It’s a shame that the nightmare gameplay is so tedious because I really enjoyed the rest of the game, even with its lack of real combat. The story kept me interested throughout, and the ending was just phenomenal. Seriously, the end made me glad I stuck around for the entire game (which admittedly is very short). Shattered Memories is a good effort that utilizes unique psychological aspects, but it will surely alienate some gamers since it isn’t a proper survival horror title. Still, it’s worth a shot if nothing other than to see “how the game plays you.”

7/10

Quick & Dirty #7: Kaboom, Kill the Irishman, Scribblenauts and more

It’s time for another roundup of what I have seen/played lately.

MOVIES

Kaboom [2011, Araki]
Kaboom [2011, Araki]
One of the worst movies I have seen in a while. With a convoluted sci-fi plot as its base, Kaboom meanders all over the place by including random and unnecessary casual sex encounters. Actually, these sex scenes are all the movie has going for it in terms of entertainment. The rest of the movie is a scrambled mess with weak dialogue and wasted acting talent. Araki tries too hard to be David Lynch here and ultimately comes across as a poor imitation. 3/10

Kill the Irishman [2011, Hensleigh]
Kill the Irishman [2011, Hensleigh]
Crime drama about the life of Danny Greene, an Irish-American mobster who was both directly and indirectly involved with a ton of car bombings in 1970s Cleveland. Ray Stevenson delivers a solid performance as Greene, and there are some solid supporting roles from Christopher Walken and Val Kilmer as well (though it must be stated that they aren’t on screen nearly as much as the trailer and promo material would suggest). The movie doesn’t try anything new and it could have used much better development for certain characters, but it’s still a decent enough gangster movie. 6/10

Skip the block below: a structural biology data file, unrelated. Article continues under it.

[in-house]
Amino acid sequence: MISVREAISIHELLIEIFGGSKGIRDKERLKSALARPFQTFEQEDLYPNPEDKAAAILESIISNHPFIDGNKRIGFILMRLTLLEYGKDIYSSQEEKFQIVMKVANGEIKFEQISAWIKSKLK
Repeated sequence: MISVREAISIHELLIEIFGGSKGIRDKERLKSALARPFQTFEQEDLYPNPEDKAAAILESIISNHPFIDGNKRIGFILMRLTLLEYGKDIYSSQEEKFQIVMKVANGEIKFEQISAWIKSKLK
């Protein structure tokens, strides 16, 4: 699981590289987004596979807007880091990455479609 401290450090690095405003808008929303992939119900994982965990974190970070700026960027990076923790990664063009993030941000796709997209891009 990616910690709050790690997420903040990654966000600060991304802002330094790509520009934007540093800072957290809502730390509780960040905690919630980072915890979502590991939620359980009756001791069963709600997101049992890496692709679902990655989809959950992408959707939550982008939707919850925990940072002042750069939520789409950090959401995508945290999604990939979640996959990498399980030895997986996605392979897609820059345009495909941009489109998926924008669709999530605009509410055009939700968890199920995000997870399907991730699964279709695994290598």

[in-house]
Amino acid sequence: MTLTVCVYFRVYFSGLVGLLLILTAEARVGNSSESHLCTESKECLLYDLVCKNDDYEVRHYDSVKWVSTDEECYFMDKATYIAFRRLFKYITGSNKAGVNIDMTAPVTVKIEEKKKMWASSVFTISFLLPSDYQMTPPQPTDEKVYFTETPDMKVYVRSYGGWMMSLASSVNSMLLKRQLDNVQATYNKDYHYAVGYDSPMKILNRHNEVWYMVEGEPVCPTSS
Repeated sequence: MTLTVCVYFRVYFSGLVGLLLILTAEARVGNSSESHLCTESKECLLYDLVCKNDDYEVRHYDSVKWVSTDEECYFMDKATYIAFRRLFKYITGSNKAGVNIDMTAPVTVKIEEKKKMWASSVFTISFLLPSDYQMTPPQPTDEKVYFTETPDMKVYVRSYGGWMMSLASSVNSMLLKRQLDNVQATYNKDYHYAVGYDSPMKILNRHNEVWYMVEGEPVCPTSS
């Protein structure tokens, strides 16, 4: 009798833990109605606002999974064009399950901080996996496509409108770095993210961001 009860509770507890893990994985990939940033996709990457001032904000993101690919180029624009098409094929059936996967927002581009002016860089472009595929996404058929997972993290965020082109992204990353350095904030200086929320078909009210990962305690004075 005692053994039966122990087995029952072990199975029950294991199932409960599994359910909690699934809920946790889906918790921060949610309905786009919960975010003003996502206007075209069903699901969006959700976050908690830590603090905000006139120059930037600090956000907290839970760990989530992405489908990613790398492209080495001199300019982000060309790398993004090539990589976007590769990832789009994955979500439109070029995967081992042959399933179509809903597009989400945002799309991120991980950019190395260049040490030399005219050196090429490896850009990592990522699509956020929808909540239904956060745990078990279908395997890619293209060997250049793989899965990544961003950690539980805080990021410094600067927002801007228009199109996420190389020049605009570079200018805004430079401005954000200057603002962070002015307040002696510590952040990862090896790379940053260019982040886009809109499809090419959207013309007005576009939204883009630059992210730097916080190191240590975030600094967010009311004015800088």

Me and You and Everyone We Know [2005, July]
Me and You and Everyone We Know [2005, July]
I dug this quirky indie dramedy, but not quite as much as Roger Ebert, who named this as one of the top ten movies of the last decade. There is a lot to like about this movie, including John Hawkes and some great performances from the child actors. While some of the sequences fell flat, there were some genuinely hilarious moments such as the online interactions between two children and an anonymous stranger. I felt like the Miranda July tried too hard with some of the proceedings, but I still liked the movie’s eccentricities. 7/10

VIDEO GAMES

2010 FIFA World Cup [PSP, 2010]
2010 FIFA World Cup [PSP, 2010]
I got sucked back into World Cup fever after the USA Women’s team’s excellent run this year, and ended up picking this game back up. It brought back a lot of memories, and I have had a blast guiding the men’s Team USA through the tournament. I am looking forward to trying out the “Captain Your Country” mode in which you create your own player and lead them to greatness. The game’s got a pretty diverse soundtrack, and the vuvuzelas add to the atmosphere (for better or for worse). I am digging it, as it is pretty good as far as portable sports games go.

Scribblenauts [DS, 2009]
Scribblenauts [DS, 2009]
This little game intrigued me when I first heard about it back in 2009, but I just now got my hands on it. The concept is pretty cool, no doubt, since it allows you to type in any word you can think of to solve puzzles. I just started playing and have only completed a handful of the first level’s puzzles, but I am enjoying it so far. Some of the controls seem a little touchy, such as climbing up ladders and using items from that, but that’s not a huge issue. I look forward to digging into some of the more challenging levels.

Silent Hill: Shattered Memories [PSP, 2009]
Silent Hill: Shattered Memories [PSP, 2009]
This is the first Silent Hill I have played since the original PSOne title. Apparently this is a “re-imagining” of said game, although it feels a lot different than I remember. I like the psychological aspects of this, but the lack of combat reduces the scare factor quite a bit. I am enjoying it so far, but it’s not blowing me away.